Lure of Consumption

The Christmas season approaches and, even more importantly for some, the Black Friday shopping frenzy. We have all heard of the phenomenon of people waiting in line for hours even days for the best deals, rushing in like a stampede of bulls into the store, angrily staking claim to the discounted items they simply must have. There is no question that American culture promotes consumption. Buy more, buy extra, buy just in case, buy for others, buy for yourself, you deserve it, just buy!

I have never shopped on Black Friday, or Thanksgiving for that matter, and avoid malls whenever possible. I have never decided to go shopping as a pastime. But, in the four years I have been back in the United States, I have become aware that no matter how hard I try, the lure of consumption in this culture is near possible to avoid. This is interesting to me because I have always considered myself to be a bit of an antic-shopper. I make my presents whenever possible and when I do shop, I prefer thrift stores and yard sales. I try to fix things before I replace them; I buy based on what we need not just what we want.

Yet despite my constant awareness of consumption and my desire not to engage, I have found it to be a struggle, one which I don’t always win, because the push, the lure to consume in this country is so strong. Just yesterday I went into Costco to buy “a few things” and although 90% of what I got was needed and will be used, I did end up getting “a few things” that I didn’t need, simply because the offers seems so appealing. I like to think that even in that 10% I am making decent choices, but it requires constant awareness. This pressure to consume is particular strong when it comes to electronics and media. People who can barely pay their rent buy the latest phones, tvs, etc. and have equivalent service contracts for hundreds of dollars a month. Then Christmas comes and the pressure to buy is even greater, especially with the ‘deals’ and soon credit cards are maxed out.

The problem is, of course, is that this culture of consumption is creating two things: a legacy of debt and a mountain of waste. Before I moved to Miami, both my televisions were the tube TVs. They worked fine but were too heavy to move so I called charities to pick them up. But all charities refused to take these working televisions, for free, because they were outdated. I found some individuals to take them but many wouldn’t make the effort, and they would have ended up in the trash.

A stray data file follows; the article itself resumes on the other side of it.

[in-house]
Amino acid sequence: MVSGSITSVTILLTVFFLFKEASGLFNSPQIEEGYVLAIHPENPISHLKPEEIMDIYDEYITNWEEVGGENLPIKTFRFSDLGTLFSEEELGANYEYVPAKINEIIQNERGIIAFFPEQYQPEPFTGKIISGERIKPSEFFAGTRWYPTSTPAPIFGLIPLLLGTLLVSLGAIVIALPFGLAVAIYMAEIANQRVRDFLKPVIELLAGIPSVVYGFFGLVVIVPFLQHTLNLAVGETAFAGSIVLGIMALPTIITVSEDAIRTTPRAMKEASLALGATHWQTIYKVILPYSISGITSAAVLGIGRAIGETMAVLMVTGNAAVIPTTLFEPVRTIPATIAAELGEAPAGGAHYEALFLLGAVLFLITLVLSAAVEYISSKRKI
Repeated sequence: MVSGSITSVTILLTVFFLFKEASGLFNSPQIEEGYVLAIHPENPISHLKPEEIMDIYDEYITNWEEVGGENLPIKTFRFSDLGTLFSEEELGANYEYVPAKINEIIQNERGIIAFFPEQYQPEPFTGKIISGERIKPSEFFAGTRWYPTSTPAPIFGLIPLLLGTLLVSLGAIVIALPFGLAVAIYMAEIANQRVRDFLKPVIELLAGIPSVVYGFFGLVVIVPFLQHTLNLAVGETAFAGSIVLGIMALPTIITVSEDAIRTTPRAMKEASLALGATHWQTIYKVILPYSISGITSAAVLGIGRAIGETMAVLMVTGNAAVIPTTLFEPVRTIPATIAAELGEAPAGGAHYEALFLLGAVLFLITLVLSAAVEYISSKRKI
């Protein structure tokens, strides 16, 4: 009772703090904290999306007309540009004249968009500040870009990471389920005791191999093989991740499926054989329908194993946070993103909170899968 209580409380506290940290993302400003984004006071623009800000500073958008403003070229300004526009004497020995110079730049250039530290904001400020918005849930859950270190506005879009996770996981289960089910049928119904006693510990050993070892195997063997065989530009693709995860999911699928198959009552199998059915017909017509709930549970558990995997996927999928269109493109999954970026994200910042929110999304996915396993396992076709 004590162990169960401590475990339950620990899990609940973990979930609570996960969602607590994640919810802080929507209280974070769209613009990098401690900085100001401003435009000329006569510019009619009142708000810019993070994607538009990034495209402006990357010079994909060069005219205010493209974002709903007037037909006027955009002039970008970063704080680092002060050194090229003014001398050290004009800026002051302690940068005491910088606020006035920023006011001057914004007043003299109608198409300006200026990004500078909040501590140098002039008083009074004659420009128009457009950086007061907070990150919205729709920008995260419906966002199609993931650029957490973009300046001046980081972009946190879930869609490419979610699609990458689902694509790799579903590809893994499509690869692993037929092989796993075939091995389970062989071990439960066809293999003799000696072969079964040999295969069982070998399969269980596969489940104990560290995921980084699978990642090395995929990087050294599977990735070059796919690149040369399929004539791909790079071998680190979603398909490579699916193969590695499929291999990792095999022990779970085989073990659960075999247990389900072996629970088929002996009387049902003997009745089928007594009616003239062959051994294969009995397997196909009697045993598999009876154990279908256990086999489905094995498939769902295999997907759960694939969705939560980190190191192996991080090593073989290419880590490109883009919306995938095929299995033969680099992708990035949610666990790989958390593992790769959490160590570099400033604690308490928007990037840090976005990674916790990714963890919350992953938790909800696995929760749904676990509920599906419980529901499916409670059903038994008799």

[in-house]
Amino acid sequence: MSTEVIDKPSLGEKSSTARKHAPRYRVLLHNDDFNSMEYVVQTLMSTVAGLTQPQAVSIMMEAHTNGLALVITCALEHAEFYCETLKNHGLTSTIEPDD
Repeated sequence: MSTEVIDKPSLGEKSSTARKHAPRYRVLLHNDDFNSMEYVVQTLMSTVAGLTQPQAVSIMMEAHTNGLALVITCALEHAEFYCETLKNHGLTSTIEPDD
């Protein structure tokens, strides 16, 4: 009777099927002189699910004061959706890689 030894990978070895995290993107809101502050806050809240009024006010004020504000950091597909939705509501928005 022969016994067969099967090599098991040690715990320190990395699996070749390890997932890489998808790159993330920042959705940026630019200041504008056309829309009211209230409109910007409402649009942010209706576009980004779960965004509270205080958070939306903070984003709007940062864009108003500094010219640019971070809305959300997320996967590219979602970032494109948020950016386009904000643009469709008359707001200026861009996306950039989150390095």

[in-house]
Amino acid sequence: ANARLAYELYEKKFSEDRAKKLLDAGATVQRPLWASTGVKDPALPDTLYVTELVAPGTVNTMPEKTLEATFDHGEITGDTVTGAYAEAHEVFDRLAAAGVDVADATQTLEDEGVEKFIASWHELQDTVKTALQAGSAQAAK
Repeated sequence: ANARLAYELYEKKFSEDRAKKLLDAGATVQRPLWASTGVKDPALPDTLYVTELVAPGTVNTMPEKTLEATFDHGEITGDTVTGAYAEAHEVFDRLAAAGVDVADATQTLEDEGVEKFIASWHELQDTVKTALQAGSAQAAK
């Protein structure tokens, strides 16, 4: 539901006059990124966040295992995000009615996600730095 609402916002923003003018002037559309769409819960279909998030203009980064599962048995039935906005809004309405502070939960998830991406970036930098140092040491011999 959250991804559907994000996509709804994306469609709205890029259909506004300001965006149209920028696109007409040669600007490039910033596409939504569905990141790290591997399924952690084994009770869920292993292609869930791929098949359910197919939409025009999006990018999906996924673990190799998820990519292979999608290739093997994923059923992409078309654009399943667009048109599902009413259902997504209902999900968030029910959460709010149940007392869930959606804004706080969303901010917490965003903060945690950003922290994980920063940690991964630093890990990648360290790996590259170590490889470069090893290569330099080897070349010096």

In the Dominican Republic, and other third world countries, you don’t have thrift stores because no one gets rid of stuff until it is broken beyond repair. They are amazed at what we Americans throw out or give away. They can’t believe how much we spend. Just recently I cleaned out my children’s rooms. I found tons of toys and clothes they didn’t need anymore. Soon we will be donating them. The difference is, however, between our family and many others, is that most of what we have was either donated to us or purchased second hand. We are passing it on, not just buying something new.

The other thing I found interesting is that my children, upon being freed of so much clutter, reacted with glee. They reveled in the freedom of space and the stuff they had took on more importance. When they saw the stuff I took out, they wanted some of it back of course, but they didn’t get it unless they could give me good reasons why 😉

We have all heard of the push to have a “recycled Christmas” or whatnot. That is easy for someone like me who makes things but not necessarily practical for others. Instead I think we just need to practice restraint. Consider consumption and addiction and that before we get our fix we need to be sure it is worth it because each purchase contains responsibility – the responsibility to pay for it and to use it, to value it. If we buy simply because it seems necessary but we can’t figure out why, then just wait.

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